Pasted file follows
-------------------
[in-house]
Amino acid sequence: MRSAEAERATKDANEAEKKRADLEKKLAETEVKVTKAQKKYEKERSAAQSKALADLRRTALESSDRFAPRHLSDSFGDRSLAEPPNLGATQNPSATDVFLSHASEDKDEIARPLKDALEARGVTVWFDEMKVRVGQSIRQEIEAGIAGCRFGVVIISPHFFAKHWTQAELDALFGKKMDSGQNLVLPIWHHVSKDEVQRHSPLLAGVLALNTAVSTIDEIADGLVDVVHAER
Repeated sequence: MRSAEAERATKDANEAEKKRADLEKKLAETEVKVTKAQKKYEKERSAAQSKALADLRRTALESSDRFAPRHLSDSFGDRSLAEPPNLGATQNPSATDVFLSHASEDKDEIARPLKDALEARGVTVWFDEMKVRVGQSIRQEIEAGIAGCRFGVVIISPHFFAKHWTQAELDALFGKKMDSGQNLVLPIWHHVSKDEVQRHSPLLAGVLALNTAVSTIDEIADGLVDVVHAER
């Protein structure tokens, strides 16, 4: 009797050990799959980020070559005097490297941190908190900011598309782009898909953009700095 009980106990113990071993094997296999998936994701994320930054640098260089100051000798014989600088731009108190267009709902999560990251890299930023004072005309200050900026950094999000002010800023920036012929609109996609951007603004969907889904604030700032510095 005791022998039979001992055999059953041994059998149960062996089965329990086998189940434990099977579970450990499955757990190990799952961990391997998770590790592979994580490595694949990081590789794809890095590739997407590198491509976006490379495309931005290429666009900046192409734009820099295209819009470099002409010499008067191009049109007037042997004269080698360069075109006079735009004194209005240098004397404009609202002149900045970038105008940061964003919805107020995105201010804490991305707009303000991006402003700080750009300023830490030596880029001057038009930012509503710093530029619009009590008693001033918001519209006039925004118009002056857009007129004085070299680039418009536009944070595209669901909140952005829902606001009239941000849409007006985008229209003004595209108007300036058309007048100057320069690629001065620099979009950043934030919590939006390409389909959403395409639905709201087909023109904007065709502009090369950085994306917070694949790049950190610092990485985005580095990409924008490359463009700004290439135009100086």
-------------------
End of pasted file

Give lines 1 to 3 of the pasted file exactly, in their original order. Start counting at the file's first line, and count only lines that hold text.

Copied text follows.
[in-house]
Amino acid sequence: MRSAEAERATKDANEAEKKRADLEKKLAETEVKVTKAQKKYEKERSAAQSKALADLRRTALESSDRFAPRHLSDSFGDRSLAEPPNLGATQNPSATDVFLSHASEDKDEIARPLKDALEARGVTVWFDEMKVRVGQSIRQEIEAGIAGCRFGVVIISPHFFAKHWTQAELDALFGKKMDSGQNLVLPIWHHVSKDEVQRHSPLLAGVLALNTAVSTIDEIADGLVDVVHAER
Repeated sequence: MRSAEAERATKDANEAEKKRADLEKKLAETEVKVTKAQKKYEKERSAAQSKALADLRRTALESSDRFAPRHLSDSFGDRSLAEPPNLGATQNPSATDVFLSHASEDKDEIARPLKDALEARGVTVWFDEMKVRVGQSIRQEIEAGIAGCRFGVVIISPHFFAKHWTQAELDALFGKKMDSGQNLVLPIWHHVSKDEVQRHSPLLAGVLALNTAVSTIDEIADGLVDVVHAER